The real pleasure, however, is in the human moments, as I mentioned above. Denied the manpower that she believes she needs to canvass the park, Timoney goes to someone we haven’t seen before: Deputy Chief of Patrol Costello, who is played by Peter Berg. Berg is, of course, a producer and showrunner for Prime Suspect, and he might also be the only person who could buy that a guy who looks like Peter Berg could have had an affair with a woman who looks like Maria Bello. For indeed, as it turns out, Costello and Timoney once had a fling, despite the fact that he is married and she is played by Maria Bello. He is eager to impress her, though, and he gives her the manpower to sweep the park. Later he will also betray vital information to the media in return for an unnamed favor in a scene that seems like a pale echo of the political machinations of The Wire. Given how poorly Friday Night Lights fared when it drew from The Wire, let us hope that Prime Suspect does not go down that particular rabbit hole. Peter Berg does some things very well. Being David Simon is not one of them.

Other nice moments included the gang member running into a church and begging for sanctuary before the police dragged him out in cuffs. Augie’s moment of quoting Lawrence Of Arabia along with one homeless man, who he then immediately confuses with another homeless man, was also quite lovely. Duffy and Velerio chatting about why Velerio lives in the East Village was good, as was the way they solved the mystery of the padiddle. Peter Gerety’s slight Irish accent was new, I think, but not too annoying. On the other hand, I’m not sure why there were two footchases in the episode. The first was a bit tense, but when the second guy ran, it seemed one too many. Duffy accusing Timoney of sabotaging her own case by giving information to the media struck me as false, too, but for the most part, the moments of the show were well-written and well-executed. As always, it remains to be seen if Prime Suspect can become more than that, but the evidence suggests that it is within reach.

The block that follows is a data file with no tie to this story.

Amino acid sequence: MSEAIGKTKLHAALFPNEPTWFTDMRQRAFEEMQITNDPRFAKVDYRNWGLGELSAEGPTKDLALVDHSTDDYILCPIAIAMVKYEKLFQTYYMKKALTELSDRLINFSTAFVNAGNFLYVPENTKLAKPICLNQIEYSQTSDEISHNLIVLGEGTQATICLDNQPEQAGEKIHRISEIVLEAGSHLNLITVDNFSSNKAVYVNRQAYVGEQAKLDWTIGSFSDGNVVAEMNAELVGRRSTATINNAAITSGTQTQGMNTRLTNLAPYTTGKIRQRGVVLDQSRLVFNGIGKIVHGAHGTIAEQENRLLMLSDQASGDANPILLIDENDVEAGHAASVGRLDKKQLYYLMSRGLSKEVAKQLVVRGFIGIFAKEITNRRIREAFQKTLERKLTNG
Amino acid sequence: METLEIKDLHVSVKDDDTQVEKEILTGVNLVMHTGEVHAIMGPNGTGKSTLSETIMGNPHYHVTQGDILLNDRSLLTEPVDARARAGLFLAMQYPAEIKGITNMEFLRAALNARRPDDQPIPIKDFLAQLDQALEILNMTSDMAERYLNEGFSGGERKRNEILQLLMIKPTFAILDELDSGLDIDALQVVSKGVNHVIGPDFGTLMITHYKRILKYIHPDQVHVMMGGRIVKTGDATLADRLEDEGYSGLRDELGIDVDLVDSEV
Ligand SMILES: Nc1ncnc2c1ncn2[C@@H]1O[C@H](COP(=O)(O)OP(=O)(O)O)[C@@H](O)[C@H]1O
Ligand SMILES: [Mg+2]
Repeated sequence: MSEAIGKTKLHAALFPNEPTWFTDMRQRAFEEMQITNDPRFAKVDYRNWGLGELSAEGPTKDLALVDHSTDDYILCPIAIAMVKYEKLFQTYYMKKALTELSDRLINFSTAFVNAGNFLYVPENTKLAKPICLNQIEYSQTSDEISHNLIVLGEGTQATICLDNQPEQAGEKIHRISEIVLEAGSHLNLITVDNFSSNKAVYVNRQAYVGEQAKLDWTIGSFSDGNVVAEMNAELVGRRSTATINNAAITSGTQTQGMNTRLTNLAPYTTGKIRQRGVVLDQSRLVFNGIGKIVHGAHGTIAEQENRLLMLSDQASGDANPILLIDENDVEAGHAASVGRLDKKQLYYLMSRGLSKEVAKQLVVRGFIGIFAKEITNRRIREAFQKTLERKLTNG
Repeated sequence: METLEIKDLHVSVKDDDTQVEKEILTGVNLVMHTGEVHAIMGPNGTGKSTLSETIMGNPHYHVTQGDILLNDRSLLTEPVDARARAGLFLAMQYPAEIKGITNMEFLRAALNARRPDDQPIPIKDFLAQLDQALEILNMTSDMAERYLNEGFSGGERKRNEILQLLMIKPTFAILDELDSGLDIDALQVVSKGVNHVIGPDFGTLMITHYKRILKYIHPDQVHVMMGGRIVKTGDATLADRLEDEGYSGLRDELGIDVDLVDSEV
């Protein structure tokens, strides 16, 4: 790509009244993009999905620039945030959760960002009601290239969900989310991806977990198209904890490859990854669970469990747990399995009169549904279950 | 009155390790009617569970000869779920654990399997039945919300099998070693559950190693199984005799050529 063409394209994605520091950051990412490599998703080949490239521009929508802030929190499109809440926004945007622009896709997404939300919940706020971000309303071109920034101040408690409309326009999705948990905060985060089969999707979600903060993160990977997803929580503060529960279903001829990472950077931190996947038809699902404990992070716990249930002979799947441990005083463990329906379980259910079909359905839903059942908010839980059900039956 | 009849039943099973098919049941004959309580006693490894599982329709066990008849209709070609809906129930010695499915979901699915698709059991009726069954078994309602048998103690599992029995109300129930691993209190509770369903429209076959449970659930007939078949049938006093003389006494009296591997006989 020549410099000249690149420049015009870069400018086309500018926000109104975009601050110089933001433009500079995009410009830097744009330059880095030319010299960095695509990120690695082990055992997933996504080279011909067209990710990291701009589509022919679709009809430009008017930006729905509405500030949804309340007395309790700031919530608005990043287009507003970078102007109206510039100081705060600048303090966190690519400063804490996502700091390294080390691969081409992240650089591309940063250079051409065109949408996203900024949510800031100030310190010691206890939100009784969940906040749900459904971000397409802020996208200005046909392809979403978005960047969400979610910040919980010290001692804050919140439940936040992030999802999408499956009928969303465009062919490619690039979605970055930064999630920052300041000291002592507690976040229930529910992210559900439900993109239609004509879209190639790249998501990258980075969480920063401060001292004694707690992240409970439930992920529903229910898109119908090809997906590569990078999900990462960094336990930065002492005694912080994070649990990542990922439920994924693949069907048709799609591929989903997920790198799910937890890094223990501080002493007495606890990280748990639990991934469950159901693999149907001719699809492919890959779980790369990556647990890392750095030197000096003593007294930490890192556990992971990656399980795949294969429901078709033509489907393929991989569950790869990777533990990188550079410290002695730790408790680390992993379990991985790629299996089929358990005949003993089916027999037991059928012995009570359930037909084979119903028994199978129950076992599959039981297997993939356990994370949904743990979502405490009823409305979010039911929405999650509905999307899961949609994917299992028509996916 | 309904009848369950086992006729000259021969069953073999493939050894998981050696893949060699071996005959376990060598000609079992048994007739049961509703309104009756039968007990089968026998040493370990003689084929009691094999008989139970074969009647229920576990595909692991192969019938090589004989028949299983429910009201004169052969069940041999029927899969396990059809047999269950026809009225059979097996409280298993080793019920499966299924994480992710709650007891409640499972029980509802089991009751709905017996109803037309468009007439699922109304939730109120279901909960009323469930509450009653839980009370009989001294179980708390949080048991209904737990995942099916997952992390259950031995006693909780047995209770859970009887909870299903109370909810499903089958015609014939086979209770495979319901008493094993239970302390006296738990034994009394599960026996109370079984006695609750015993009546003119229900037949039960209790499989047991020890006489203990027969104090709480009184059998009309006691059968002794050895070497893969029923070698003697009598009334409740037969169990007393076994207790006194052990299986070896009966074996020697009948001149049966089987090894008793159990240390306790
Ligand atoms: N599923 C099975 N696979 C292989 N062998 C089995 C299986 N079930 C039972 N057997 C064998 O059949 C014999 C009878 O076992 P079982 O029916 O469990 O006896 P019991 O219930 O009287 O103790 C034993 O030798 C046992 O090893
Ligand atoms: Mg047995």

Stray observations:

  • Pardon me for requesting that they dumb-down this element of the show, but would it kill the writers to have someone use Detective Velerio’s name occasionally so that I don’t have to look it up on IMDB every week?
  • “Where do you get a tomato in the middle of November?”
  • “If I Should Fall From Grace With God” in a car commercial about a mom safely shepherding her kids to hockey games?  What? I guess those new teeth aren’t going to pay for themselves.
  • “What you cannot enforce, do not command.” Attributed to Sophocles on Lt. Sweeney’s blackboard.
  • “Now watch yourselves! Some of these guys are packing out-of-season produce!"
  • Ending with “Do Right Woman, Do Right Man”: never a bad move.